Just in my own relatively small circle of swimming friends I have met government advisors and grannies, prison officers and stay at home Mums, acrobats and architects. Plus people I consider that I know quite well yet have absolutely no idea what they do for a living. Because swimming, like many sports, is a complete leveller. It doesn’t matter what folks do away from the water. All that matters is the enjoyment which is had within it. And success in business is no guarantee of success in the water (but no barrier to it either obviously). Normal hierarchies can be completely overturned. Not that it really matters; in my experience most swimmers focus on the challenges presented by the water and are less focused on the performance of their colleagues. Some competitve element may creep into affairs from time to time but rarely is this representative of serious rivalry.
I observed a coach the other day who was drilling a group of youngsters in the pool. I was horrified. If he felt they hadn’t swum a length well enough the whole lane had to get out and do press-ups or crawl on all fours back to the other end It was meant to be fun I’m sure but looked simply degrading and humiliating. None of the kids seemed to be enjoying themselves. I had no idea why they didn’t push him in. Needless to say, he was not a SwimMastery coach. Perhaps he was having success in creating a few swimmers capable of winning a race in a school gala. However, I am certain that he was completely failing to nurture a life-long love of swimming in any of his pupils which would have been a preferable outcome by far and may well have been a more successful strategy in producing successful race swimmers to boot.
Photo by Angelo Pantazis on-Unsplash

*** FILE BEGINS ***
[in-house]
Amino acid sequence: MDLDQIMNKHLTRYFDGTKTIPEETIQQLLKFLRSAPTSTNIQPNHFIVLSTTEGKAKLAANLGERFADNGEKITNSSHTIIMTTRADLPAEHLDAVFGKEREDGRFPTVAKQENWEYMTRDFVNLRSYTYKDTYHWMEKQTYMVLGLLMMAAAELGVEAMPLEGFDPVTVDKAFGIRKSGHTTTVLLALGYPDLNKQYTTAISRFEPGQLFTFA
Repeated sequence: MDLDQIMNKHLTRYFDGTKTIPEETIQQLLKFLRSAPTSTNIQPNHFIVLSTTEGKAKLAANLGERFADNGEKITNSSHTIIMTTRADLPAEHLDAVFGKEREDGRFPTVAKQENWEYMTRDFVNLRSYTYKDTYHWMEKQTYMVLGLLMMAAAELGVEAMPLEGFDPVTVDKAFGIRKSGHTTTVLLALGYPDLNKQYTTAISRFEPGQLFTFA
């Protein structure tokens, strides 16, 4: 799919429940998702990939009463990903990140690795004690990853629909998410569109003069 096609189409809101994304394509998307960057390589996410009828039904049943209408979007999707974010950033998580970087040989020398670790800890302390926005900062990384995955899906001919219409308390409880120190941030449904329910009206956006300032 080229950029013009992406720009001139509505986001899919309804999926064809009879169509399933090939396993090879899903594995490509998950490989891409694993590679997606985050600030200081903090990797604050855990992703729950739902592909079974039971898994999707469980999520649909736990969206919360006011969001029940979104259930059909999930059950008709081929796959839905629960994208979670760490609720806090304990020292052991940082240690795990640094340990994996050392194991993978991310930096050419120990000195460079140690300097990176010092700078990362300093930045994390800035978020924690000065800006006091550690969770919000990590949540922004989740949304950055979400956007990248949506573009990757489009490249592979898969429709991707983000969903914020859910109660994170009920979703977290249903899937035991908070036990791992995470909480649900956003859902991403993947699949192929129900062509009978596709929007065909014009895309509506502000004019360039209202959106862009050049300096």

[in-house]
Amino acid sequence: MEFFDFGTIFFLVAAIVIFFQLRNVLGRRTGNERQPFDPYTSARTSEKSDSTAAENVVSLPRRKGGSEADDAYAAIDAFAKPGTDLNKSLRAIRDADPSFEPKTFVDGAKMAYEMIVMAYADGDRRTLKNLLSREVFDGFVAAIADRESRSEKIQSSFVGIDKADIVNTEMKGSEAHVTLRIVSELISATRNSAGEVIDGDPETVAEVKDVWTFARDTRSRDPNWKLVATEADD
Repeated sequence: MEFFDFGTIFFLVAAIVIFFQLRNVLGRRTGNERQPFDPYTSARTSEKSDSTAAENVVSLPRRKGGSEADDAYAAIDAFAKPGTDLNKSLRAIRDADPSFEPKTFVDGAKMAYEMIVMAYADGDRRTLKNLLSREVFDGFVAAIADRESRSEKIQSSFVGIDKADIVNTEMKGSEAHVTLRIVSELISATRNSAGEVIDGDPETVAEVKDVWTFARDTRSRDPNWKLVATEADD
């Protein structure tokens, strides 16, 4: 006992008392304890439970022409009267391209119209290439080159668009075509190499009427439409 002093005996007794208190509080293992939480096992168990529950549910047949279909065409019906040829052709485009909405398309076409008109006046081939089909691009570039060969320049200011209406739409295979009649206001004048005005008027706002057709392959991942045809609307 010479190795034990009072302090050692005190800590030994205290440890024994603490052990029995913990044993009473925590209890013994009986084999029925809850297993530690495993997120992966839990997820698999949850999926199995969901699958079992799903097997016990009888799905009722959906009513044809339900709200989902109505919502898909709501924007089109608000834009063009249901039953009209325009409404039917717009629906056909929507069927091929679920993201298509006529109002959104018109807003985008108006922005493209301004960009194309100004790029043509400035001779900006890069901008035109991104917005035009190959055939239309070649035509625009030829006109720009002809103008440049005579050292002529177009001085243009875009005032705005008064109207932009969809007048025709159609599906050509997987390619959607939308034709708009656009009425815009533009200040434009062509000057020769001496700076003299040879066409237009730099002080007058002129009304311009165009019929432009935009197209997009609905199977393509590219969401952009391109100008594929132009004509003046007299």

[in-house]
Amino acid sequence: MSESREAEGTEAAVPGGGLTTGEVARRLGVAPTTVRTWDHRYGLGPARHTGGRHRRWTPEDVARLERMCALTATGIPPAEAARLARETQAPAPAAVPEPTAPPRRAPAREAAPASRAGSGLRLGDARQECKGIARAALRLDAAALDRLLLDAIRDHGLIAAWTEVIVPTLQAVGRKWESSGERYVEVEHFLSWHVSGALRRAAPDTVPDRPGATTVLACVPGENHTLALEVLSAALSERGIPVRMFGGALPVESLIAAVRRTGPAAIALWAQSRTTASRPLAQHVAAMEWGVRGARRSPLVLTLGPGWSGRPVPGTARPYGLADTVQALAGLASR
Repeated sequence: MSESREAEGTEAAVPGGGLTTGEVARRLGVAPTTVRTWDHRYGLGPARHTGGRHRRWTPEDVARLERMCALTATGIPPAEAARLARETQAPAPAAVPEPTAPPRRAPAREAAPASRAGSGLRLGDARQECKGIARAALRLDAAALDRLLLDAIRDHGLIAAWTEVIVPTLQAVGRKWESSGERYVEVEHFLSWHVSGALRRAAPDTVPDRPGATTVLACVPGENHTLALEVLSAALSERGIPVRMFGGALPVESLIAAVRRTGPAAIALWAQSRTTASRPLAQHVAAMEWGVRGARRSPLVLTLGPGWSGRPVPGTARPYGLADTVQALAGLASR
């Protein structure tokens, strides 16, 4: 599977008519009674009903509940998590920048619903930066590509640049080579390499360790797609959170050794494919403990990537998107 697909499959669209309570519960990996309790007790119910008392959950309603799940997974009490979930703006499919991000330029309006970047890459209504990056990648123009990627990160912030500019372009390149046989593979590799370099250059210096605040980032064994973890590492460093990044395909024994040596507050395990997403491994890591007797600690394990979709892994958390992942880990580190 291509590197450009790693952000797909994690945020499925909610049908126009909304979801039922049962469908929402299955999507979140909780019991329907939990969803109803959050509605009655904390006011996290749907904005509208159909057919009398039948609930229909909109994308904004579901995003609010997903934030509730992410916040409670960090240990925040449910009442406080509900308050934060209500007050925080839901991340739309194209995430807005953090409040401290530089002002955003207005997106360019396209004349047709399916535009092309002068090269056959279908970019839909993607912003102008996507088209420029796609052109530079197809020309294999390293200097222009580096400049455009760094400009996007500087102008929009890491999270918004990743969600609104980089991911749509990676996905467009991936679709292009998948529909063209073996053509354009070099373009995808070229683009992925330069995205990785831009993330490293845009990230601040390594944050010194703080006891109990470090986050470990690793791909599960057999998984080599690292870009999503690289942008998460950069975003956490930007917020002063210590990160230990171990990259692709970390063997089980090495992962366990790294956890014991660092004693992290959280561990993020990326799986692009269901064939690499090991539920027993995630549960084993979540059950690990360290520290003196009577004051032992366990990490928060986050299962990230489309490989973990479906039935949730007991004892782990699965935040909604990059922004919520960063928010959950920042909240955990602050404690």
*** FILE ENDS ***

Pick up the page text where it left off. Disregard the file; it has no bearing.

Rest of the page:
Because if you aren’t enjoying your swimming, if everything becomes a grim-faced slog, then it’s unlikely that you will build those all-important bonds which unite both formal and informal groups. It’s probably no coincidence that the SwimMastery swim groups I see tend to have a lot of fun and laughter together.
One can learn a lot about how to swim from watching others. Many people will study the actions of the top exponents of the sport in an attempt to garner their secrets. With the proliferation of videos available on the Internet, such videos are readily accessible. Good quality footage of Olympians and World Champions is just a click away. It is possible to watch, rewind, pause and study the races and training of those at the very top of their game. If you’re not taking advantage of this valuable resource you are invariably missing out.
However, it is important to recognise the limitations too. It is important to remember that these competitors don’t just rock up to events and casually smash records without an immense amount of preparation, focus and sacrifice to their personal lives. The early morning training sessions, lack of social life, gruelling gym sessions, attention to detail regarding diet and the single-minded goal-oriented concentration of every waking moment are second nature to the elite. It is unrealistic for us to think we can replicate their performance from the comfort of an armchair without also applying the same level of dedication. Michael Phelps would swim up to 50 miles a week in training when he was performing at his peak. Only that sort of dedication can help to bring about the incredible level of success he achieved.